Results for Britt Daniel
In nearly 20 years, Spoon has managed to release 8 albums, all of them worth a listen, according to Jim and Greg. That is no small feat. Their latest, They Want My Soul, is a real expansion of their sound, from minimal post punk to a more grown-up soul. Lead singer Britt Daniel and drummer Jim Eno founded the band in 1993 in Austin, and they talk with Jim and Greg about how they have stayed relevant for so long, working with producer Dave Fridmann (The Flaming Lips, Low) and calling back to "Jonathan Fisk."Go to episode 476
One of Jim and Greg's favorite albums of the year so far comes from the indie rock band Spoon. Despite the odd title, they fell for the combination of minimal art pop with Phil Spector-like arrangements and orchestrations. This is the band's sixth album, and the fourth they've made with indie label Merge (also home to another indie success story — Arcade Fire). Jim and Greg start by asking lead singer and songwriter Britt Daniel about the approach to this album. He explains that the band was definitely inspired by Motown groups like The Supremes — something that may come as a surprise to fans who are used to a sparser sound.
One of the people responsible for the“Spoon sound”is producer Mike McCarthy. But, the band also worked with Jon Brion on a couple of songs. Other surprising influences: Queen and AC/DC. Songs like "We Will Rock You," and "Back in Black," are fairly simple and minimal, but they have that rhythm and that“thing”that draw you in. Listen to Spoon's take on that“thing”in the songs "Don't Make Me a Target," "Rhythm and Soul," and "Don't You Evah."Go to episode 102
Well they are“super”and they are a“group,”but don't let the categorization make you think any less of the new duo Divine Fits. It combines the talents of Britt Daniel of Spoon Dan Boeckner of Handsome Furs and Wolf Parade, and Sam Brown of New Bomb Turks, along with keyboardist Alex Fischel. Britt and“serial-collaborator”Dan (both veterans of the Sound Opinions studio) share the singing and songwriting duties, and the musical relationship began with just a simple phone call…not an email! The result is the aptly named A Thing Called Divine Fits. Dan credits Sister Nancy as inspiration for the title. Check out video of their live performance.Go to episode 366
Spoon Hot Thoughts
Austin, Texas-based indie rockers Spoon have teamed again with producer Dave Fridmann for their ninth studio album, Hot Thoughts. The result, according to Greg, is a subterranean disco record where everything becomes a percussion instrument, from the guitar riffs to Britt Daniel's rhythmic vocals. Alternating between minimalist electro-grooves and avant-garde tracks, it's a great Spoon album that the band has been building toward its entire career. Jim concurs, highlighting the inventive drumming of Jim Eno that propels the band. He marvels that Spoon can continously reshuffle the same minimalist ingredients yet always come up with bold new statements. Hot Thoughts gets a double-Buy It.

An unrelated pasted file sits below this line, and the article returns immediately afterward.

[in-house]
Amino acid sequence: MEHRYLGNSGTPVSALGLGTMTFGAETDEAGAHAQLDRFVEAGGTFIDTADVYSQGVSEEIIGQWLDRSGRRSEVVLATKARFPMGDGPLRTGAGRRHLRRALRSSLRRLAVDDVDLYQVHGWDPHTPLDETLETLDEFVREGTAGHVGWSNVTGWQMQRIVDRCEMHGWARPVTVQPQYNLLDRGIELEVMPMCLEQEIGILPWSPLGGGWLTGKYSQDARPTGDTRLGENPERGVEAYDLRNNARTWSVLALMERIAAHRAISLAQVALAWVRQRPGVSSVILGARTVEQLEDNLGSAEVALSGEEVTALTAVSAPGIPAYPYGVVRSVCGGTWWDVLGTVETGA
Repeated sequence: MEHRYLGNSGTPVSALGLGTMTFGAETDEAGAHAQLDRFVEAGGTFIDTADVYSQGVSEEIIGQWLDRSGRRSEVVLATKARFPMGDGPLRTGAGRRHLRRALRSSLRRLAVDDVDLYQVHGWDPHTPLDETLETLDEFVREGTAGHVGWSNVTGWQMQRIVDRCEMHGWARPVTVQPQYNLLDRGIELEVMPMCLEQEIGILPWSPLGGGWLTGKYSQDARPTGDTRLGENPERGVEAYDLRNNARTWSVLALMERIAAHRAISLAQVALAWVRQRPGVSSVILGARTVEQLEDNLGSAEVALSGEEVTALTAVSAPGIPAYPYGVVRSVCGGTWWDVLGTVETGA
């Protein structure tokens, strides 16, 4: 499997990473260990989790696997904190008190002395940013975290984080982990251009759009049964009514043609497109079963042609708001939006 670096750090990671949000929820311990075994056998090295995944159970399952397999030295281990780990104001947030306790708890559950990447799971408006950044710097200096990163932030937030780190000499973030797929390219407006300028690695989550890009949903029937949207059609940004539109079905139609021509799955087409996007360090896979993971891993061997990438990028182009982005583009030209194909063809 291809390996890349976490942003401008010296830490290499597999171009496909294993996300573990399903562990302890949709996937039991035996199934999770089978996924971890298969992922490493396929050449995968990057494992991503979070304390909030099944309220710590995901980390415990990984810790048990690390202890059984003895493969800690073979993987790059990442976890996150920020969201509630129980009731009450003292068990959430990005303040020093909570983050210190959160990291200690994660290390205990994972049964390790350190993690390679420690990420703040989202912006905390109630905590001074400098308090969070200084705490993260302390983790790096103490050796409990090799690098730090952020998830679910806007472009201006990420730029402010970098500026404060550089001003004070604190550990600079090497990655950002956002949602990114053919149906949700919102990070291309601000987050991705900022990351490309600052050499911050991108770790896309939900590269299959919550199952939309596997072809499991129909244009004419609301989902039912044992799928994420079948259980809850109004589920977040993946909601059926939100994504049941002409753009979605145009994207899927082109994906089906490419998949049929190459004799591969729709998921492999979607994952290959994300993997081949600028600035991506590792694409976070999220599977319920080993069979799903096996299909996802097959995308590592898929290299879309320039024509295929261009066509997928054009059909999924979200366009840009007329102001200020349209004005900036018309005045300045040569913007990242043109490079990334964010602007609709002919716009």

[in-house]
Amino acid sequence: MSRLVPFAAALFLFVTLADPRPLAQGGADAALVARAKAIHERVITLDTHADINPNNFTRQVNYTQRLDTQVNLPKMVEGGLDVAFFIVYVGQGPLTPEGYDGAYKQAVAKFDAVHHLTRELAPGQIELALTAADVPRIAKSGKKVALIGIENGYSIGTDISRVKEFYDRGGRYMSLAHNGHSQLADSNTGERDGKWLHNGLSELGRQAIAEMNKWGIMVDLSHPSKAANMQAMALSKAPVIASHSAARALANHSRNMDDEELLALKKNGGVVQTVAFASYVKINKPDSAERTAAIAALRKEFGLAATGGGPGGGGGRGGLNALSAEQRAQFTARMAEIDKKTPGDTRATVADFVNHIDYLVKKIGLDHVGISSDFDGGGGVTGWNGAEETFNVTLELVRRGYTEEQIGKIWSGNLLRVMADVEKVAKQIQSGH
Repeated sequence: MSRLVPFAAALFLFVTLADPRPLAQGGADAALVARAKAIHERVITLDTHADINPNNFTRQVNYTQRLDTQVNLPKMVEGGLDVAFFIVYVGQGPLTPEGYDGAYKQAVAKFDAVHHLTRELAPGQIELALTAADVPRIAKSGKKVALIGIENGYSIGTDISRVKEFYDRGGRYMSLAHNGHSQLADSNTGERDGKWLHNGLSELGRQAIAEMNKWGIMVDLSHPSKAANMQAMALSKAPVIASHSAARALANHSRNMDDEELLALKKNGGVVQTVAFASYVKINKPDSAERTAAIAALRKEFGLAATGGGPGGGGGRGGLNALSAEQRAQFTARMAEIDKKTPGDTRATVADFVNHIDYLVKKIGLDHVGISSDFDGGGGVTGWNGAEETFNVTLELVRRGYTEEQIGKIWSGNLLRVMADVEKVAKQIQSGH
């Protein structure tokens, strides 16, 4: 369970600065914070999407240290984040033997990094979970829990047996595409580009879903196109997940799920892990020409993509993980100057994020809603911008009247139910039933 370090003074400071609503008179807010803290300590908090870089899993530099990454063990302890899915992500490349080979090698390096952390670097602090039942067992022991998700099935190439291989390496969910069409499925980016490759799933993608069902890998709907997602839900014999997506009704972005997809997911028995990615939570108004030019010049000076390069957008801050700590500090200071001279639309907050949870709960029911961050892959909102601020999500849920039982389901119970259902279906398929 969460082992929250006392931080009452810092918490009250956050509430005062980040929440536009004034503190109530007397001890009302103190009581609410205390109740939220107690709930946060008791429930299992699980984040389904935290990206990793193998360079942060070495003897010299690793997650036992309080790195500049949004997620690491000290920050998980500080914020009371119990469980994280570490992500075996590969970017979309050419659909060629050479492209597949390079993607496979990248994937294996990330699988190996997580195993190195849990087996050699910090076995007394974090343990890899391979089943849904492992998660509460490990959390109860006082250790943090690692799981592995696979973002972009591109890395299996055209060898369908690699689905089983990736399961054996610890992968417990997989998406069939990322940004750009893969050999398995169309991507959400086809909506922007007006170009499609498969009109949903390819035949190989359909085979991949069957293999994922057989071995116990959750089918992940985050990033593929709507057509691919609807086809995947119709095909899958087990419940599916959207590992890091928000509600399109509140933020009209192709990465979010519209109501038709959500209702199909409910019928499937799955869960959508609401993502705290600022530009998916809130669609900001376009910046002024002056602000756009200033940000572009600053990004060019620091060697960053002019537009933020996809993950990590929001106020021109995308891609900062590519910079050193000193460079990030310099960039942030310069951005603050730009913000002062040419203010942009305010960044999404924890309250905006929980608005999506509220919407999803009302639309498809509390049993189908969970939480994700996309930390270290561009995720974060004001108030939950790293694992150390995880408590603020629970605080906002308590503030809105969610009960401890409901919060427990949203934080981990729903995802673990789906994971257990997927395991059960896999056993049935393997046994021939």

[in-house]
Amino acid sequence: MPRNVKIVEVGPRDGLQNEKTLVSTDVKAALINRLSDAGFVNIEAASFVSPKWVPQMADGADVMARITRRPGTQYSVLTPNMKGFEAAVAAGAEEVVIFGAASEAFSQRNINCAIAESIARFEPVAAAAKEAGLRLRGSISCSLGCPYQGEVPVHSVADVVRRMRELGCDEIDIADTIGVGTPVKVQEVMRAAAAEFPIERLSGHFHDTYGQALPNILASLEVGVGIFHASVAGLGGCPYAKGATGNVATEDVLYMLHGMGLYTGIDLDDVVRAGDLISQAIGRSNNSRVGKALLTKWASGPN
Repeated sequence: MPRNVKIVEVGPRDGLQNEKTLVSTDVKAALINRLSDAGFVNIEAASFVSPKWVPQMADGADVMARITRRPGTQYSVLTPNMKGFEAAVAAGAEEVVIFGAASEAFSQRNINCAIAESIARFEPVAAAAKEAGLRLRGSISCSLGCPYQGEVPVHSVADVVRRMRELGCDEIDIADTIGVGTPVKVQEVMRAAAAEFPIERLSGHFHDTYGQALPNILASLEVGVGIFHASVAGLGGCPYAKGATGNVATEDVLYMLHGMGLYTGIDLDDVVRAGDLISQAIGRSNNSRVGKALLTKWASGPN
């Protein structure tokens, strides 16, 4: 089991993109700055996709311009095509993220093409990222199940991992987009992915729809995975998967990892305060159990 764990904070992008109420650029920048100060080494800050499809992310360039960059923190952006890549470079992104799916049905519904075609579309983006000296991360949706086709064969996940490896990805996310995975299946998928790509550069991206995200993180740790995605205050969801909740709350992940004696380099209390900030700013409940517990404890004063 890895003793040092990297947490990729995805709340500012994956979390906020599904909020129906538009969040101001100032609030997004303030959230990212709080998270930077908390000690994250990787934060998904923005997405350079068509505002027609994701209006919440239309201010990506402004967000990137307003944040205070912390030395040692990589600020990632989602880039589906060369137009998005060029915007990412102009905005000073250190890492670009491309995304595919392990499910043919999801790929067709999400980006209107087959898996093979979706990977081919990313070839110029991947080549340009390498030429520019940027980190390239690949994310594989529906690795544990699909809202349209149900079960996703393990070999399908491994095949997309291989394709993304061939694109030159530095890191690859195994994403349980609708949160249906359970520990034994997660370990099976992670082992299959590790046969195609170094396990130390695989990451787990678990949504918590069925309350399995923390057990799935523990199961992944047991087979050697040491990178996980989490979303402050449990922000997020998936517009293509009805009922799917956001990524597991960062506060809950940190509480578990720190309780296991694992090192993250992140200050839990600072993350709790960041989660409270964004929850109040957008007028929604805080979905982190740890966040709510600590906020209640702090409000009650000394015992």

Divine Fits A Thing Called Divine Fits
Jim and Greg are generally dubious of supergroups. Too often they're not the sum of their parts. But Off!'s visit last week had them feeling hopeful about the debut record from yet another indie supergroup, Divine Fits. Divine Fits is composed of songwriters Britt Daniel of Spoon, Dan Boeckner of Wolf Parade (and Handsome Furs), and drummer Sam Brown of New Bomb Turks. The combination of Daniel and Boeckner, Greg notes, is an interesting and potentially troublesome one. Whereas Daniel is cool and reserved, Boeckner is intense and in your face. So does A Thing Called Divine Fits live up to its lofty pedigree? Greg says it does. Daniel and Boeckner might bring different personalities to this partnership, but the two are kindred spirits when it comes to production style. Both embrace a minimalist, stripped-back approach to recording that Greg says makes listeners hyper-aware of musical details like the occasional castanet or maraca. He gives A Thing Called Divine Fits a Buy It. Jim can‘t echo Greg’s enthusiasm. He says Divine Fits fails by abandoning the most successful elements of its members‘ previous groups. Divine Fits has all the angularity of Spoon, for example, but none of its driving intensity. It has all Handsome Furs’ electronic edifice, without any of the sensuality that made that group compelling. Jim gives A Thing Called Divine Fits a Trash It.